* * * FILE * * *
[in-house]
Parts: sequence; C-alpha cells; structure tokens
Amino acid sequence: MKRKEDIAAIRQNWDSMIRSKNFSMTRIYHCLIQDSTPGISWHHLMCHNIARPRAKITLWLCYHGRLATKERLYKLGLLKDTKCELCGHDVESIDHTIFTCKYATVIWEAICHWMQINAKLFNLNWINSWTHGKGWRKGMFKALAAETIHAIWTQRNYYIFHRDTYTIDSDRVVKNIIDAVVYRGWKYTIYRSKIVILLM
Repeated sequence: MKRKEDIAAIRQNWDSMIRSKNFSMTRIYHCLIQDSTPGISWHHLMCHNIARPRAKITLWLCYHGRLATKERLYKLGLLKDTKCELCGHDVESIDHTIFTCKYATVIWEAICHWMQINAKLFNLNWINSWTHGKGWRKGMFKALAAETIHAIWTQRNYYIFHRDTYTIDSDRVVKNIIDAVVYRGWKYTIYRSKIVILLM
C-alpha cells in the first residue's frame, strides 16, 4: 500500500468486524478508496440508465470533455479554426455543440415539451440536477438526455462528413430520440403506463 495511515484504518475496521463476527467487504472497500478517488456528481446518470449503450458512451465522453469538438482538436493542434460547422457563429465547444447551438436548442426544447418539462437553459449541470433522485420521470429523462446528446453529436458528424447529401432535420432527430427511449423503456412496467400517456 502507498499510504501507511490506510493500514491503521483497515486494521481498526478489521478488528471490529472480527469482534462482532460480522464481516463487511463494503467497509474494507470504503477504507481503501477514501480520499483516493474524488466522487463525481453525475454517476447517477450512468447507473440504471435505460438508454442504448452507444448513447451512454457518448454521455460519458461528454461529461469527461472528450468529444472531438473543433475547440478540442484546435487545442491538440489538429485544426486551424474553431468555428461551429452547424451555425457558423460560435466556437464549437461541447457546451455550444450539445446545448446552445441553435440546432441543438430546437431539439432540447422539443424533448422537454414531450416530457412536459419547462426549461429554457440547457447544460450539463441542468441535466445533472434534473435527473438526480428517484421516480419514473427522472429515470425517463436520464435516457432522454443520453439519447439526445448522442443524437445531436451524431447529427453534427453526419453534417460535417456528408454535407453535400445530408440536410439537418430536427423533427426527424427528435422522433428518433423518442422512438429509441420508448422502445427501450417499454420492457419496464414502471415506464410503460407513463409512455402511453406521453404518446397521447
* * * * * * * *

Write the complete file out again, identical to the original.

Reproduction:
[in-house]
Parts: sequence; C-alpha cells; structure tokens
Amino acid sequence: MKRKEDIAAIRQNWDSMIRSKNFSMTRIYHCLIQDSTPGISWHHLMCHNIARPRAKITLWLCYHGRLATKERLYKLGLLKDTKCELCGHDVESIDHTIFTCKYATVIWEAICHWMQINAKLFNLNWINSWTHGKGWRKGMFKALAAETIHAIWTQRNYYIFHRDTYTIDSDRVVKNIIDAVVYRGWKYTIYRSKIVILLM
Repeated sequence: MKRKEDIAAIRQNWDSMIRSKNFSMTRIYHCLIQDSTPGISWHHLMCHNIARPRAKITLWLCYHGRLATKERLYKLGLLKDTKCELCGHDVESIDHTIFTCKYATVIWEAICHWMQINAKLFNLNWINSWTHGKGWRKGMFKALAAETIHAIWTQRNYYIFHRDTYTIDSDRVVKNIIDAVVYRGWKYTIYRSKIVILLM
C-alpha cells in the first residue's frame, strides 16, 4: 500500500468486524478508496440508465470533455479554426455543440415539451440536477438526455462528413430520440403506463 495511515484504518475496521463476527467487504472497500478517488456528481446518470449503450458512451465522453469538438482538436493542434460547422457563429465547444447551438436548442426544447418539462437553459449541470433522485420521470429523462446528446453529436458528424447529401432535420432527430427511449423503456412496467400517456 502507498499510504501507511490506510493500514491503521483497515486494521481498526478489521478488528471490529472480527469482534462482532460480522464481516463487511463494503467497509474494507470504503477504507481503501477514501480520499483516493474524488466522487463525481453525475454517476447517477450512468447507473440504471435505460438508454442504448452507444448513447451512454457518448454521455460519458461528454461529461469527461472528450468529444472531438473543433475547440478540442484546435487545442491538440489538429485544426486551424474553431468555428461551429452547424451555425457558423460560435466556437464549437461541447457546451455550444450539445446545448446552445441553435440546432441543438430546437431539439432540447422539443424533448422537454414531450416530457412536459419547462426549461429554457440547457447544460450539463441542468441535466445533472434534473435527473438526480428517484421516480419514473427522472429515470425517463436520464435516457432522454443520453439519447439526445448522442443524437445531436451524431447529427453534427453526419453534417460535417456528408454535407453535400445530408440536410439537418430536427423533427426527424427528435422522433428518433423518442422512438429509441420508448422502445427501450417499454420492457419496464414502471415506464410503460407513463409512455402511453406521453404518446397521447